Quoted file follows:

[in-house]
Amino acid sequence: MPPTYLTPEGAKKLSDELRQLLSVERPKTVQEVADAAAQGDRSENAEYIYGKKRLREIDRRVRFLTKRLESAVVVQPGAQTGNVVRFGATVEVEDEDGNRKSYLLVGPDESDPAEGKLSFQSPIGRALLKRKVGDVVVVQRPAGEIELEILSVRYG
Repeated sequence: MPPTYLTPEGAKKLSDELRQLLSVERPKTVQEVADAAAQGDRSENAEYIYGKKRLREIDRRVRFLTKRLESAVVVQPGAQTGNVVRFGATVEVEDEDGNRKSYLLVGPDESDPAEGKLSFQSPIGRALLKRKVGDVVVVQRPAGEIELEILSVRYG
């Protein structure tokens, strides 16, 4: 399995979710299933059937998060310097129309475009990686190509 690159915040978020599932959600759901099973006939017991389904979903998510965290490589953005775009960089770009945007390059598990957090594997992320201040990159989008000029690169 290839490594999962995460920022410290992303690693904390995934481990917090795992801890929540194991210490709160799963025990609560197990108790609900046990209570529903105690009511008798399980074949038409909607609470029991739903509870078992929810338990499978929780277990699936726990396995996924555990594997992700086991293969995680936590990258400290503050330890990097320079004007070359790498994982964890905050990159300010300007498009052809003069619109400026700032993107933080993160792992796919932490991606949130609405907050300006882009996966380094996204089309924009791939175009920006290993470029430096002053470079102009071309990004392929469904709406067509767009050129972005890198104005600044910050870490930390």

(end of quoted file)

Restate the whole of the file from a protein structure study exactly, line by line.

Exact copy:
[in-house]
Amino acid sequence: MPPTYLTPEGAKKLSDELRQLLSVERPKTVQEVADAAAQGDRSENAEYIYGKKRLREIDRRVRFLTKRLESAVVVQPGAQTGNVVRFGATVEVEDEDGNRKSYLLVGPDESDPAEGKLSFQSPIGRALLKRKVGDVVVVQRPAGEIELEILSVRYG
Repeated sequence: MPPTYLTPEGAKKLSDELRQLLSVERPKTVQEVADAAAQGDRSENAEYIYGKKRLREIDRRVRFLTKRLESAVVVQPGAQTGNVVRFGATVEVEDEDGNRKSYLLVGPDESDPAEGKLSFQSPIGRALLKRKVGDVVVVQRPAGEIELEILSVRYG
């Protein structure tokens, strides 16, 4: 399995979710299933059937998060310097129309475009990686190509 690159915040978020599932959600759901099973006939017991389904979903998510965290490589953005775009960089770009945007390059598990957090594997992320201040990159989008000029690169 290839490594999962995460920022410290992303690693904390995934481990917090795992801890929540194991210490709160799963025990609560197990108790609900046990209570529903105690009511008798399980074949038409909607609470029991739903509870078992929810338990499978929780277990699936726990396995996924555990594997992700086991293969995680936590990258400290503050330890990097320079004007070359790498994982964890905050990159300010300007498009052809003069619109400026700032993107933080993160792992796919932490991606949130609405907050300006882009996966380094996204089309924009791939175009920006290993470029430096002053470079102009071309990004392929469904709406067509767009050129972005890198104005600044910050870490930390």